From 2006, artist Jonty Hurwitz[11] pioneered the area of anamorphic sculpture using mathematical techniques and 3D printing. His work rose to fame in early 2013 when it was blogged by art critic Christopher Jobson on his Webby Award-winning site Colossal.[12] Hurwitz's work went viral on the internet, receiving 30 million views online.[13] The Savoy Hotel went on to take on Hurwitz as artist in residence to produce an anamorphic for their iconic River Room where they opened their restaurant called Kaspars.[14]

The Dutch artist Leon Keer made an optical illusion painting with a life-size mirror cylinder during the 3-D street painting event FringeMK in 2010.

Another form of anamorphic art is often called "Slant Art". Examples are the sidewalk chalk paintings of Kurt Wenner and Julian Beever where the chalk painting, the pavement and the architectural surroundings all become part of an illusion. Art of this style can be produced by taking a photograph of an object or setting at a sharp angle, then putting a grid over the photograph, another, elongated grid on the footpath based on a specific perspective, and reproducing exactly the contents of one into the other, one square at a time.

In November, 2011, an article published on the website of the Smithsonian magazine questioned if an anamorphic garden work by French artist François Abélanet featured in front of Paris' city hall, the Hôtel de Ville entitled, "Qui croire?" [Eng: "Who to believe?"] was the, "World’s Greatest New Artwork?"[15] citing an online video of it.[16]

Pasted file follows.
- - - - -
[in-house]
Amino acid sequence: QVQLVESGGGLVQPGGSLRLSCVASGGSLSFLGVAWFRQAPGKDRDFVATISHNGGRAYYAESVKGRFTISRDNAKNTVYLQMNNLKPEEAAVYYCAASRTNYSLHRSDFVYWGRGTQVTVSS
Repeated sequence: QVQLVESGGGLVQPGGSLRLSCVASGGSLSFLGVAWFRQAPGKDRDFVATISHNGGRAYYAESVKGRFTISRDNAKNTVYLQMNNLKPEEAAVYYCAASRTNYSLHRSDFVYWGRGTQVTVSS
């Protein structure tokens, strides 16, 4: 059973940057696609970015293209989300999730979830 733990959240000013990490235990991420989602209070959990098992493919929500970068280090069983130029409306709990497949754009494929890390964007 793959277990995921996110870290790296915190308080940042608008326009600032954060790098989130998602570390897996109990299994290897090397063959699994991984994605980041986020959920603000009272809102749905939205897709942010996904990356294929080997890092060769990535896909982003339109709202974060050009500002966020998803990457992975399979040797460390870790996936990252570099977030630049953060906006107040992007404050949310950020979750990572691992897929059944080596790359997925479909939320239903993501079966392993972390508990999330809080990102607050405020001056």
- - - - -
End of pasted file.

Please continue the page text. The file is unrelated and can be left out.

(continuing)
Practical uses

Cinemascope, Panavision, Technirama and other widescreen formats use anamorphosis to project a wider image from a narrower film frame.

The system of anamorphic projection can be seen quite commonly on text written at a very flat angle on roadways, such as "Bus Lane" or "Children Crossing", which is easily read by drivers who otherwise would have difficulty reading as the vehicle approaches the text; when the vehicle is nearly above the text, its true abnormally elongated shape can be seen. Similarly, in many sporting stadiums, especially in Rugby football in Australia, it is used to promote company brands which are painted onto the playing surface; from the television camera angle, the writing appear as signs standing vertically within the field of play.

On some 0.5 liter Sprite bottles in Europe, an extra "bar code" was present. When the bottle is tilted towards the mouth while drinking, the bar code resolves into writing due to the anamorphic effect.

Much writing on shop windows is in origin anamorphic, as it was written mirror-reversed on the inside of the window glass.

Impossible objects